When discussing real estate values, I often find that I need to explain the subtle differences in terminology. Many people confuse and frequently interchange the terms market, appraisal, and assessed value, but the differences make for a black and white comparison.
Market value is simply the most probable price a particular property should sell for in a competitive and open market with all conditions for that market being met by the property, with the buyer and seller acting on their own accord. In determining value, an analysis is performed, usually by a Realtor. The analysis includes looking at similar properties that have sold recently, as well as looking at similar properties currently on the market and those that were put on the market, but did not sell.
Appraisal value is defined as the opinion of a qualified appraiser, based on knowledge, experience and analysis of the property being appraised, usually for a sale. An appraisal is an unbiased value of the property and is typically ordered by a lender in order to confirm that the value of the property is in line with the value on the mortgage application.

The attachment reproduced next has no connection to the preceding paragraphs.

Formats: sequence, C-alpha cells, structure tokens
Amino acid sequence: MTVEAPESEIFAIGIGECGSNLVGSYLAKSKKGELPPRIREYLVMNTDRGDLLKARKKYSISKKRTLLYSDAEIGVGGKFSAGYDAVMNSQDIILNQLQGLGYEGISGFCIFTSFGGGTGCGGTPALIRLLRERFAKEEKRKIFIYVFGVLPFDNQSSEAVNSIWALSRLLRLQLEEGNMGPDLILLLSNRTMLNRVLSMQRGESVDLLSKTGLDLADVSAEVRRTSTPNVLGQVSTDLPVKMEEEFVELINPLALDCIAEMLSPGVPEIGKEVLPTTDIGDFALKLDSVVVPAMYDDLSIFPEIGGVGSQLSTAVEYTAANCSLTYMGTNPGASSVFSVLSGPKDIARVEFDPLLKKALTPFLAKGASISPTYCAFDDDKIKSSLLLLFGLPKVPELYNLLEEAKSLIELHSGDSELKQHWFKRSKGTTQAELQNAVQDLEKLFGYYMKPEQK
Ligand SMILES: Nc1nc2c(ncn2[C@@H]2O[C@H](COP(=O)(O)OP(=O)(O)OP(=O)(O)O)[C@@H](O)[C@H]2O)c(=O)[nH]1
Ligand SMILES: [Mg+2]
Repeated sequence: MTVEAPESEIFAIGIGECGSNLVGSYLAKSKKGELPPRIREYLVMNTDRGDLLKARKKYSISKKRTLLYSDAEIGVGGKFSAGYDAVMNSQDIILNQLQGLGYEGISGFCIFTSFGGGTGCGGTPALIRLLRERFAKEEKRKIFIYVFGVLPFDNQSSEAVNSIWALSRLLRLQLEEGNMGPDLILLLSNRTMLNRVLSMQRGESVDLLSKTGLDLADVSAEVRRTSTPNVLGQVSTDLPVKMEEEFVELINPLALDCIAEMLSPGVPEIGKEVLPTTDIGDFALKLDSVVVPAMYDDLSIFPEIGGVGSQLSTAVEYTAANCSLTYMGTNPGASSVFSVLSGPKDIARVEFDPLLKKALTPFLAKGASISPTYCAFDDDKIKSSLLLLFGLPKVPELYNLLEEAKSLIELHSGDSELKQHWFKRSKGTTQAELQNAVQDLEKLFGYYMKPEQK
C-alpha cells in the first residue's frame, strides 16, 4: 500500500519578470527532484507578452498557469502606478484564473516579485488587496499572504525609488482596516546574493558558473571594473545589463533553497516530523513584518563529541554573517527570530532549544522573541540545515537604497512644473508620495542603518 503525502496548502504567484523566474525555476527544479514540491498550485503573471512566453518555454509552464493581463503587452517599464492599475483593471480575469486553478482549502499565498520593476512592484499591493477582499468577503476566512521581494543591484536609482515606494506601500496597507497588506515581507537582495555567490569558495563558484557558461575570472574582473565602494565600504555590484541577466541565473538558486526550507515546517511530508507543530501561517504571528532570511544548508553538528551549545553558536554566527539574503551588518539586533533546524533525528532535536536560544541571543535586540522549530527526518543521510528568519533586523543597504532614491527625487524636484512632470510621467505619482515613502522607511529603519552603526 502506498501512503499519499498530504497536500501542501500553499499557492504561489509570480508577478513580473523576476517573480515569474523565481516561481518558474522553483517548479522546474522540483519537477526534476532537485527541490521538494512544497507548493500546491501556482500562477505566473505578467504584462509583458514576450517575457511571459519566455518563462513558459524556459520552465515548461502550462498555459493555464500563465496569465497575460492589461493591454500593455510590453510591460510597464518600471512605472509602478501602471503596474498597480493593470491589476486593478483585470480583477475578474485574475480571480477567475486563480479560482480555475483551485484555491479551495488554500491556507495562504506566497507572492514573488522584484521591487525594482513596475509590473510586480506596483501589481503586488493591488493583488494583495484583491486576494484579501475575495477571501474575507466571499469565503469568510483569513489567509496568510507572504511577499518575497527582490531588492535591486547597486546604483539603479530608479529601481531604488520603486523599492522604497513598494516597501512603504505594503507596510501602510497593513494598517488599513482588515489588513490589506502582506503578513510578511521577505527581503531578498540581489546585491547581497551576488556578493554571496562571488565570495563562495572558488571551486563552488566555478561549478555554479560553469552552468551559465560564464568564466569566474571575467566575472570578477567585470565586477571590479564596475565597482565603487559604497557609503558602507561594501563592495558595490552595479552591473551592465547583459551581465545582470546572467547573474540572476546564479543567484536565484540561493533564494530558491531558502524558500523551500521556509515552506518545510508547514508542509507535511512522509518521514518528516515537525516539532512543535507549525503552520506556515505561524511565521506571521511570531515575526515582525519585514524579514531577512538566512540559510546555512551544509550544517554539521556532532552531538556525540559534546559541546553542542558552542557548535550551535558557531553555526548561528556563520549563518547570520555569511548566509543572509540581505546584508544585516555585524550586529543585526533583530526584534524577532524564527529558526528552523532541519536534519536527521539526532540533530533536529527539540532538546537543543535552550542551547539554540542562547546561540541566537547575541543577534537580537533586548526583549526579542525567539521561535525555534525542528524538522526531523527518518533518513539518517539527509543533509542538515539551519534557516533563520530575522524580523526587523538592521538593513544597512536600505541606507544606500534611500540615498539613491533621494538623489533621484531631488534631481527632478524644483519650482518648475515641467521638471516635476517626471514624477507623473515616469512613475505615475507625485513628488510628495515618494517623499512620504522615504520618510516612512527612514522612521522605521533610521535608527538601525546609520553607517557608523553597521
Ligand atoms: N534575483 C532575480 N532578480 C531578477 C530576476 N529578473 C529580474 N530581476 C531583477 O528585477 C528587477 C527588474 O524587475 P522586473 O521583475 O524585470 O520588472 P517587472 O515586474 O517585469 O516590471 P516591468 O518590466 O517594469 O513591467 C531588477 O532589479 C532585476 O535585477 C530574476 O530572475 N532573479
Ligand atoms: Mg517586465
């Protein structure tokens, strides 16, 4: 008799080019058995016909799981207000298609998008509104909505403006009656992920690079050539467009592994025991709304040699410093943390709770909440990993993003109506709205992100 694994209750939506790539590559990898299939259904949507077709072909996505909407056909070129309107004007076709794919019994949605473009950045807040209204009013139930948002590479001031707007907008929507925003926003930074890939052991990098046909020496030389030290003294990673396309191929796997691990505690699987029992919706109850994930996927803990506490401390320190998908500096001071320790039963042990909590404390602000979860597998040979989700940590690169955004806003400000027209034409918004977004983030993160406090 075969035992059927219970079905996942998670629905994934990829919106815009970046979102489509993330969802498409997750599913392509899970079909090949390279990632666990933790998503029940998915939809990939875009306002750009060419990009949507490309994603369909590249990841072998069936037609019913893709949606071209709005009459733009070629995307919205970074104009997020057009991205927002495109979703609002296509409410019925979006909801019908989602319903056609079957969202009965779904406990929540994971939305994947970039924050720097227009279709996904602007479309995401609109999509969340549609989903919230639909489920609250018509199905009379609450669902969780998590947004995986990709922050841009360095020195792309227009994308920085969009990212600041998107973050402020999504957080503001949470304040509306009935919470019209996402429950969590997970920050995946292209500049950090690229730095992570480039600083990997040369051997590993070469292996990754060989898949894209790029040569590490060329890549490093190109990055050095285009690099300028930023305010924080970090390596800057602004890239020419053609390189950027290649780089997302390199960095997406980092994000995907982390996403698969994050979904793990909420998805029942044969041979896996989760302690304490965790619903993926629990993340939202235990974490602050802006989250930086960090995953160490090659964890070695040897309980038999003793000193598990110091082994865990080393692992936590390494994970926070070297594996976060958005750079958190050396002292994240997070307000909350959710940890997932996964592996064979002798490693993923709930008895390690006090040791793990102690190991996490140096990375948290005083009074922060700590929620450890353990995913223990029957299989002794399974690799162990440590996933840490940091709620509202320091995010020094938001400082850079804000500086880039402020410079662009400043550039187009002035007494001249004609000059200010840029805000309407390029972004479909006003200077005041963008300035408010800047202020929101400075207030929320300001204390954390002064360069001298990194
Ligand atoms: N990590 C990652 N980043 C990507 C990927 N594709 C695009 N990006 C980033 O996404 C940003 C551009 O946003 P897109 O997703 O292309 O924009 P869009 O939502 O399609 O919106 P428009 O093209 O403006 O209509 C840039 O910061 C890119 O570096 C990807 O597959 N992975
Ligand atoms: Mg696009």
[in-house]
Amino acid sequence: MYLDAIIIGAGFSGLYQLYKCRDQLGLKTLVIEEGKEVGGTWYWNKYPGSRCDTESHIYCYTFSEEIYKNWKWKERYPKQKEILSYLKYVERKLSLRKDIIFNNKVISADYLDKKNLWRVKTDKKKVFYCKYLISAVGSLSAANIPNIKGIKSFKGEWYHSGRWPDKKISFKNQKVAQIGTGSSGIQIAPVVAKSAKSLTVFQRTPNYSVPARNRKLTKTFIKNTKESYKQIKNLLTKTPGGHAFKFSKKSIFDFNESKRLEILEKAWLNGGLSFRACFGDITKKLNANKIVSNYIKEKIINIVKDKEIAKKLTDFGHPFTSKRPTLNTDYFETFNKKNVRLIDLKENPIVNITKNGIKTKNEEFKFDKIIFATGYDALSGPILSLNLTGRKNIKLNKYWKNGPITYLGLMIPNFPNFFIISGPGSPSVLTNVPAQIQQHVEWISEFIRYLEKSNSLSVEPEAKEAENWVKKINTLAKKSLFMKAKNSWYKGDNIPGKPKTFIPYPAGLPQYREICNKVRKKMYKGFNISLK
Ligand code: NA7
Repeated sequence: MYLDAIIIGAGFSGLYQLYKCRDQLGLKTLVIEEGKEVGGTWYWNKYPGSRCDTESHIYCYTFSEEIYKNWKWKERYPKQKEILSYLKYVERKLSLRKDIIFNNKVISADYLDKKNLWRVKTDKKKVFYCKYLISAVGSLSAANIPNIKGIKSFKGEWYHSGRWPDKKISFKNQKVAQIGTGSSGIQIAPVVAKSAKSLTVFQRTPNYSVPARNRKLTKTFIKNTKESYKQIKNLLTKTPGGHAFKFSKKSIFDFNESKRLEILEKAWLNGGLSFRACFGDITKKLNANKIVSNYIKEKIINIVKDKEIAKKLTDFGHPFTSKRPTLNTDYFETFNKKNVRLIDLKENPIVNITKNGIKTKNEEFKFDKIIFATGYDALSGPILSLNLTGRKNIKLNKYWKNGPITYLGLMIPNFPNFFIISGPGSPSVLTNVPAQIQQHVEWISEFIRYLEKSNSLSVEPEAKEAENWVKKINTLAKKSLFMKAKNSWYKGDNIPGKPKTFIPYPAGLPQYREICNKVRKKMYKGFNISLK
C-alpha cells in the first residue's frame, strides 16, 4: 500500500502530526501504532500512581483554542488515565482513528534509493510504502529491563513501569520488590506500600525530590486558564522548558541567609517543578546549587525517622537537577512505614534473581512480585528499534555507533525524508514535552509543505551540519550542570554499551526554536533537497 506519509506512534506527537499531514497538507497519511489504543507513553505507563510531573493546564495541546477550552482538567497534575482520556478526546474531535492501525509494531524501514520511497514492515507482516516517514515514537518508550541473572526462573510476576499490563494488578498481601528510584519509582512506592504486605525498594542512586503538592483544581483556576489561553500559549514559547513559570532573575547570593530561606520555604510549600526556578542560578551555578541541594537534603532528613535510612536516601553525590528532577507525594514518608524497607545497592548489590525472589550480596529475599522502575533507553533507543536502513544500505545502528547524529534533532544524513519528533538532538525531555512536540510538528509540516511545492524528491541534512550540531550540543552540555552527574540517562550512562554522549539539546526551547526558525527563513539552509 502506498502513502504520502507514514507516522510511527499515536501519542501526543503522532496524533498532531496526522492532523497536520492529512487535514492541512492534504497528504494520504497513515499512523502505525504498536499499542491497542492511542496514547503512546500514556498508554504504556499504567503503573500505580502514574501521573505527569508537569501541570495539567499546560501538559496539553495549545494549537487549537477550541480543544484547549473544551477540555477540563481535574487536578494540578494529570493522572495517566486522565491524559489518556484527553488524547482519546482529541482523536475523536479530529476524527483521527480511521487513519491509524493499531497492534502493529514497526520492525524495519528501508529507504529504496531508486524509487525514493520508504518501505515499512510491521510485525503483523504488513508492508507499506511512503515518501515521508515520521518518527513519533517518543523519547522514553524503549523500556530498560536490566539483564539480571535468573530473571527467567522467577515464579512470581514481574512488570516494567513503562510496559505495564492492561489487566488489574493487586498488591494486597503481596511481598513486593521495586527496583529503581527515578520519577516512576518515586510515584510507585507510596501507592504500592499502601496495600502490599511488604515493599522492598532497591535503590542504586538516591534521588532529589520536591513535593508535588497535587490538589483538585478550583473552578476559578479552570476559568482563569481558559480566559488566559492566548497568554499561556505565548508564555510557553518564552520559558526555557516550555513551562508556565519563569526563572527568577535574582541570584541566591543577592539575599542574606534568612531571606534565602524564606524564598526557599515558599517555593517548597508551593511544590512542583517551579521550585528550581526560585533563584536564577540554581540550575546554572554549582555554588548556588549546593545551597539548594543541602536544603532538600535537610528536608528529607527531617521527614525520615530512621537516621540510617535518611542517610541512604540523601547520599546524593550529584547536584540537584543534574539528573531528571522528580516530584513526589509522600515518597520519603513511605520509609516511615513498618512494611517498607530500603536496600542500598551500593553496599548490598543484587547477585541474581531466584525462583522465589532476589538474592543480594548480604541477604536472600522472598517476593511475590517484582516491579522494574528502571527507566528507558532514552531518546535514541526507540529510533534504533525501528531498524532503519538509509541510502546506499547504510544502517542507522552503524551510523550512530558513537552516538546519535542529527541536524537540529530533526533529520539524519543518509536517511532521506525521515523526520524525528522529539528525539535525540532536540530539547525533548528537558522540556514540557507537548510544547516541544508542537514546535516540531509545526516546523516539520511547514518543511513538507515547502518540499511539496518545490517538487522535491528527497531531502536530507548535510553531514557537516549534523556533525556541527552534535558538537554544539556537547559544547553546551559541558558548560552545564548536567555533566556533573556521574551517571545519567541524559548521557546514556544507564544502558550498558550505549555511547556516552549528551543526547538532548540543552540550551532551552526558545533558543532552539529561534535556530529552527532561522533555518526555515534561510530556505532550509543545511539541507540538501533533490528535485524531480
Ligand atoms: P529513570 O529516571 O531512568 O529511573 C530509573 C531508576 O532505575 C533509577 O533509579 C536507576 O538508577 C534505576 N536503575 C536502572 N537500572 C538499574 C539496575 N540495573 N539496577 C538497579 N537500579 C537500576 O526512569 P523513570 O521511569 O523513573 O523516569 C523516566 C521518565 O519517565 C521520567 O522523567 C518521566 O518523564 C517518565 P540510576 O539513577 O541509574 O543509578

Factors in determining value here are recent sales of similar properties, replacement cost and knowledge of the local marketplace. The main difference from market value is that an appraisal is based on historical data, without any concern of how the market may perform; whereas, the market value places an emphasis on future performance.
The assessed value of a home is the value determined by the town's assessor strictly for tax purposes and is used to create the town's tax revenue. This value is used by the municipality to determine the amount of tax that the property owner must pay. The assessed value is then multiplied by a tax rate to determine the actual tax. Towns use different rates and have a different baseline.